For information: call Terrance Lindall, (718) 486-6012 or 789-6008
EXTENDED through Sunday, June 6, 1999
Sponsored in part by a grant from the Brooklyn Borough President Howard Golden
The MOTHER EARTH CELEBRATION exhibit this year will display photography of world adventurers & explorers. Indeed this show is to celebrate the mother Earth, and to discover something about aboriginal peoples as they are living now. For as industrial progress and international investment in land & resources make incursions into these pristine regions, the traditional cultures & life styles of these remote people are challenged and they will likely be assimilated into a Western style, McDonaldiized K-mart superculture.
So, in our gallery this year we venture with Cynthia Wilder to the north, the land of ICE, exploring remote Alaska along the Yanese River and to Kamchatka, the Russian Far East (former Siberia), to stay with a group of Eveni Reindeer herders. We visit through her photos the remote islands of the Bering Sea which lead like stepping stones to the vast frontier of the Russian Arctic as yet visited by only few travelers. You will see the spectacular arctic landscapes which support some of the largest colonies of sea birds and marine mammals in the world. The time is June 1998 when Cynthia visited this region. Tiny wildflowers are in bloom on the tundra and wildlife is most active. The sun sets only briefly this time of year and we experience nearly endless hours of daylight for exploration & discovery. We meet with local people from both continents and learn about traditional methods of hunting, fishing & habitat construction and are treated by native dancers & storytellers. Cynthia Wilder is a member of the Department of Ancient Near Eastern Art at the Metropolitan Museum of Art. She has spent many years in the American Museum of Natural History's Department of Anthropology. She is an expert on reindeer and the peoples of the north Pacific Rim, and has worked on several exhibitions featuring Siberian cultures and their migration to North America. For the past 8 years, she has been a lecturer on the American Museum's Discovery Tours in the north Pacific region. In the photography we can follow in the comfort of our gallery the pathways of famed 18th & 19th century Arctic explorers like the famed Captain Vitas Bering in 1728. This is an exhibit which must be seen. Come visit with us the scenic coves and anchorage's and study the fascinating tribal cultures, spectacular wildlife and marine environments in this remote Paradise!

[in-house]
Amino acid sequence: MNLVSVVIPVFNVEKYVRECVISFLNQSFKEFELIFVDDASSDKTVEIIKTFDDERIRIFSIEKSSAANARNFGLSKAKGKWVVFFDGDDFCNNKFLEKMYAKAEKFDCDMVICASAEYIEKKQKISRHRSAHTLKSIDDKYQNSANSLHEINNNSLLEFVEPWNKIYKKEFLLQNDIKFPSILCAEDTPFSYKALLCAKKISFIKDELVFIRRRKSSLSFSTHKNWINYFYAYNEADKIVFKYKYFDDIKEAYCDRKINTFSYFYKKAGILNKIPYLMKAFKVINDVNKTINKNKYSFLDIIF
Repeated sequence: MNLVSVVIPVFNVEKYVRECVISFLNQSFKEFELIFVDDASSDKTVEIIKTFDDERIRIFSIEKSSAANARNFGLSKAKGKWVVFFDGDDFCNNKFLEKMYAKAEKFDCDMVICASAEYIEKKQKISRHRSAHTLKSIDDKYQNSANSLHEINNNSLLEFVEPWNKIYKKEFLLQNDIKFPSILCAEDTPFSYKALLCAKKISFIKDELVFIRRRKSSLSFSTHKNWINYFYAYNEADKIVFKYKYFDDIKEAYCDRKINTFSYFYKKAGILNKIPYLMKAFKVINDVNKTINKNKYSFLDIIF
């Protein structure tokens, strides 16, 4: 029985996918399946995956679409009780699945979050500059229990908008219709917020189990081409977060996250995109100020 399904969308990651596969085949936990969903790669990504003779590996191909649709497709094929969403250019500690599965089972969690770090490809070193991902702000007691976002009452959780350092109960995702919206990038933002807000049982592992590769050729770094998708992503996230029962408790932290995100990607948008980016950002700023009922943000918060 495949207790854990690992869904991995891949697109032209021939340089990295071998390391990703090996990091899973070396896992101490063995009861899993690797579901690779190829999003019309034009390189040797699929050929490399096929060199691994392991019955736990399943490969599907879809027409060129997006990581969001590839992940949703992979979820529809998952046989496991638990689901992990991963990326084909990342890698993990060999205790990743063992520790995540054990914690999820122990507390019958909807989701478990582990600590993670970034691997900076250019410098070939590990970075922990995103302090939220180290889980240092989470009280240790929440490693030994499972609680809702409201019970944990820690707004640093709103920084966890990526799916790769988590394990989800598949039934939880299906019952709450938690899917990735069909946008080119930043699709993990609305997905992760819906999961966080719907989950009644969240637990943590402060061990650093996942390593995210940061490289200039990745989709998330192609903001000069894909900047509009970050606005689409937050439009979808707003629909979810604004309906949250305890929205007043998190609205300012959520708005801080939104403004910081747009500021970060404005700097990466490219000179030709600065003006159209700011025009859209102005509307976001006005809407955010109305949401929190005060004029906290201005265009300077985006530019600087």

Next we travel to the land of FIRE, New Guinea, with Williamsburg Journalist/Photographer James Bevins who exhibits photos and discusses his recent exploration of uncharted regions Irian Jaya New Guinea and his discovery of a new tribe unseen by Western man. James was shot with a poison arrow and had to trek through the jungles two weeks before reaching civilization. The Center will exhibit his photos and hear about his amazing "Indiana Jones" adventures.
On May 2nd @ 3 p.m., admission $3, Ms. Wilder & Mr. Bevins will lecture on their explorations & Adventure!
OPENING RECEPTION for the exhibit Sunday April 18th, 1999 4-6 P.M.
1st FLOOR SMALL GALLERY
|Nymphs and sprits of Spring -- sun and moon, magic's blessings and abundance of Mother nature, flowers, fruits, vegetables and foods.|
MAIN RECEPTION HALL